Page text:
I am so lucky because if I had realized that I never would have attempted it. When I got this thing I went in to see my agent and I lied and said that I had written about a third of the book. Then I stayed up late at night in my office working on a third of the book and I gave them about eight or nine chapters I think.

On that partial submission he sold two books to Orion. So that is the true story of how it happened. But if I had realized that you actually have to have your manuscript there, if anybody is interested my first book was called Career Girls and it’s still in print today.
If anybody has a look at it in their library, chapter 7 of Career Girls because I started with chapter 7. I don’t know why I didn’t start with chapter 1. I guess there was too much setting up. This might be a tip for people that are making submissions. Chapter 1 is usually full of set up, information that you have to do.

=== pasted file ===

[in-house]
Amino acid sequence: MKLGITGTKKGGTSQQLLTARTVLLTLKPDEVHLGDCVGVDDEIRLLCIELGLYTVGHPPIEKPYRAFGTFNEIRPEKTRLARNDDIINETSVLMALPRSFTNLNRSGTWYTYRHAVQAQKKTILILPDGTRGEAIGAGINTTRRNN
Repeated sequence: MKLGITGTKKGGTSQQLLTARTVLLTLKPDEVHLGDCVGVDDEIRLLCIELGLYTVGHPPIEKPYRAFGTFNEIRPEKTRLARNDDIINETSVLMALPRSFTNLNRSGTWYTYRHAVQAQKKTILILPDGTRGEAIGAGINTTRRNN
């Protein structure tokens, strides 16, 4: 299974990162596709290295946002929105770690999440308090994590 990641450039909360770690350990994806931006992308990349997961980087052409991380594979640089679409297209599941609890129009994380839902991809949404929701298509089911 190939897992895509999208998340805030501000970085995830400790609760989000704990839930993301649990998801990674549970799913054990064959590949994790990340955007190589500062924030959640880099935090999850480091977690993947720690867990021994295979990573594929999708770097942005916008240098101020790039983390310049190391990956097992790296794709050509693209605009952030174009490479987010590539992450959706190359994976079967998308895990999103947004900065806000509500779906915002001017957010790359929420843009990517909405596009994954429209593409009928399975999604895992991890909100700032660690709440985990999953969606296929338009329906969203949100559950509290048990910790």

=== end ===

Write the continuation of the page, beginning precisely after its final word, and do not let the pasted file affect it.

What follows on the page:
I always wanted to start in the middle. So I wrote chapter 7 before I’d written anything else and chapter 7 of Career Girls is exactly what I submitted to all these agents, word-for-word. Not a single word was changed. It made it straight into the book as-is.

So I can see why they would have thought that at least if there’s chapter 7, there is bound to be chapters 1 - 6. But there wasn’t.

Valerie
Obviously you are very prolific but how about the revising and editing process? What happens after that first draft?

Louise

It’s only the actual to work on [inaudible, 7:34] first draft that I do without the children. Revising and editing I can do, it’s not usually the submission deadline isn’t there so I can do it. Of course there is a rough deadline but it’s quite [inaudible, 7:45]. So I have time and I do that in a few hours a day, every day, over a period of time.

If I need to go away for a week or somewhere I go into a hotel for couple of days if I really need to. But I try to do that at home and fit it around the kids and fit it around Parliament. It’s not such an intense process, revising and editing for me as writing the first draft.